By Joyce Yu
Any feel-good factor from U.S. tax reform faded on Wednesday after the Senate approved the final version of the biggest tax bill in over 30 years. U.S. stocks, however, backed away from record highs on Tuesday.
The Dow Jones industrial average shed 0.2%, while the S&P 500 dropped 0.3% and the Nasdaq lost 0.4%. Analysts at Goldman Sachs estimate the S&P 500 could fall to 2,450 if the tax bill doesn’t pass.
While Wall Street cheers the passage of tax bill by the Senate, critics say the bill is heavily weighted to ease the tax burden of businesses rather than the middle class. The bill, which allows interest payment deductions on mortgage debt up to $750,000, a revision down from the current $1 million, will also make housing less affordable, according to nearly half of the property market experts polled by Reuters.
“Losing the tax deduction of mortgage payments and property taxes – of having deductibility limited – makes housing less attractive and less affordable,” Robert Brusca, chief economist at FAO Economics, told the Reuters.
“We think there’s a possibility that if the tax bill is successful in generating economic growth, housing affordability could take a turn for the worse,” noted Ralph McLaughlin, economist at Trulia in San Francisco. “This is because the housing market has a supply, not a demand problem, so any policies that generate growth without boosting supply could make homes even more expensive than they already are.”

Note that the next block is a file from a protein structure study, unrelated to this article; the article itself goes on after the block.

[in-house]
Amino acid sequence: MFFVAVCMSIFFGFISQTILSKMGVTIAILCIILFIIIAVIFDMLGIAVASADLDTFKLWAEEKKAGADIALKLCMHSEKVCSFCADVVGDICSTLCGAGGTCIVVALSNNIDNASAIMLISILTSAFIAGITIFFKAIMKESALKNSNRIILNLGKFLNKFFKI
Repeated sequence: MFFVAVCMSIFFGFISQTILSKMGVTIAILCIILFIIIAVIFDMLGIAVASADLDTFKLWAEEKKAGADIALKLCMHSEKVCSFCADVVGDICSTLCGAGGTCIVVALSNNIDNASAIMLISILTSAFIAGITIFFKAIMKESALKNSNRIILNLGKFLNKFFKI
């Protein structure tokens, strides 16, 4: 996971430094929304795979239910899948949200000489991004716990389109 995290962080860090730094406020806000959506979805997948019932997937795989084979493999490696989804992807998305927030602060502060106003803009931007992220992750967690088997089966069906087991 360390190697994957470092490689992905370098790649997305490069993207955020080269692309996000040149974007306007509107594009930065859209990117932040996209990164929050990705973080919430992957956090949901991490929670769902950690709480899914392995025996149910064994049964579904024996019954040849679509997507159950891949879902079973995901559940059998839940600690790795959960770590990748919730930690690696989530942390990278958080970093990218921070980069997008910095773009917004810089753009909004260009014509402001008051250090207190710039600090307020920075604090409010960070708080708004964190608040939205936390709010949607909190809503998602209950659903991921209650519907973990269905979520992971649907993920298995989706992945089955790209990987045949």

It has been a satisfactory year for U.S. stocks investors. The upward procession for the S&P 500 has been so strong that there is no single day when it fell by 2%. But the U.S. stock market has been bolstered simply by demand for stocks, which has pushed valuations higher, the Financial Times noted. A quarter of the S&P 500’s gains this year can be attributed to a surge in the share prices of Apple, Microsoft, Amazon, Facebook and Alphabet.
With 2018 just around the corner, global stock markets are faced by many uncertainties despite strong economic growth. It is a question mark whether the enthusiasm in stock markets is broad based and sustainable. Credit investors polled by Bank of America Merrill Lynch for a survey published in December named a bubble as the biggest risk to the asset class, followed by higher inflation and rising yields.